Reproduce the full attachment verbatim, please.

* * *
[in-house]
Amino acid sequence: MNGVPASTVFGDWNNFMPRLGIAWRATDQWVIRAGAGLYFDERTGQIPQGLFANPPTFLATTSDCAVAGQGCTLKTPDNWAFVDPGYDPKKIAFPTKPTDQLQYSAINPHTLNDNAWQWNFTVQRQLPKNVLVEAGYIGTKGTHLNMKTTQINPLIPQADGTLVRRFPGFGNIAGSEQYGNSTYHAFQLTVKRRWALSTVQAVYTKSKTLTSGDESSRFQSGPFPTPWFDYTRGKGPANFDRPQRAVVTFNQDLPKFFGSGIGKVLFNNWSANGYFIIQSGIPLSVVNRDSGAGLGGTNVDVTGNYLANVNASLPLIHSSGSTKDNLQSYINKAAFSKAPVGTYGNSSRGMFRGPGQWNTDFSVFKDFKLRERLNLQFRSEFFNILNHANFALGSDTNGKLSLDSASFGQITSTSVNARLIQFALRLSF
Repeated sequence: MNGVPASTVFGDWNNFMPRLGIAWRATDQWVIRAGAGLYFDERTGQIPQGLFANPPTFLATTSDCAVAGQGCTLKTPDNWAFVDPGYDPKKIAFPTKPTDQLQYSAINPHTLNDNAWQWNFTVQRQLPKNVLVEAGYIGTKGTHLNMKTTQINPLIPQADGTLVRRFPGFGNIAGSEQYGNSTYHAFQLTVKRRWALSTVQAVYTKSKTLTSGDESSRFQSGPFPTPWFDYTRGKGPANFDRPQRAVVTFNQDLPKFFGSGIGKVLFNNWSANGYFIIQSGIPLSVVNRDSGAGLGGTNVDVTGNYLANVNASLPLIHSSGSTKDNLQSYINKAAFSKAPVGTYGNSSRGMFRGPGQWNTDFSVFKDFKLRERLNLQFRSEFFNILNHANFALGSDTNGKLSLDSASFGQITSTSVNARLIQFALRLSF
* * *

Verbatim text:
[in-house]
Amino acid sequence: MNGVPASTVFGDWNNFMPRLGIAWRATDQWVIRAGAGLYFDERTGQIPQGLFANPPTFLATTSDCAVAGQGCTLKTPDNWAFVDPGYDPKKIAFPTKPTDQLQYSAINPHTLNDNAWQWNFTVQRQLPKNVLVEAGYIGTKGTHLNMKTTQINPLIPQADGTLVRRFPGFGNIAGSEQYGNSTYHAFQLTVKRRWALSTVQAVYTKSKTLTSGDESSRFQSGPFPTPWFDYTRGKGPANFDRPQRAVVTFNQDLPKFFGSGIGKVLFNNWSANGYFIIQSGIPLSVVNRDSGAGLGGTNVDVTGNYLANVNASLPLIHSSGSTKDNLQSYINKAAFSKAPVGTYGNSSRGMFRGPGQWNTDFSVFKDFKLRERLNLQFRSEFFNILNHANFALGSDTNGKLSLDSASFGQITSTSVNARLIQFALRLSF
Repeated sequence: MNGVPASTVFGDWNNFMPRLGIAWRATDQWVIRAGAGLYFDERTGQIPQGLFANPPTFLATTSDCAVAGQGCTLKTPDNWAFVDPGYDPKKIAFPTKPTDQLQYSAINPHTLNDNAWQWNFTVQRQLPKNVLVEAGYIGTKGTHLNMKTTQINPLIPQADGTLVRRFPGFGNIAGSEQYGNSTYHAFQLTVKRRWALSTVQAVYTKSKTLTSGDESSRFQSGPFPTPWFDYTRGKGPANFDRPQRAVVTFNQDLPKFFGSGIGKVLFNNWSANGYFIIQSGIPLSVVNRDSGAGLGGTNVDVTGNYLANVNASLPLIHSSGSTKDNLQSYINKAAFSKAPVGTYGNSSRGMFRGPGQWNTDFSVFKDFKLRERLNLQFRSEFFNILNHANFALGSDTNGKLSLDSASFGQITSTSVNARLIQFALRLSF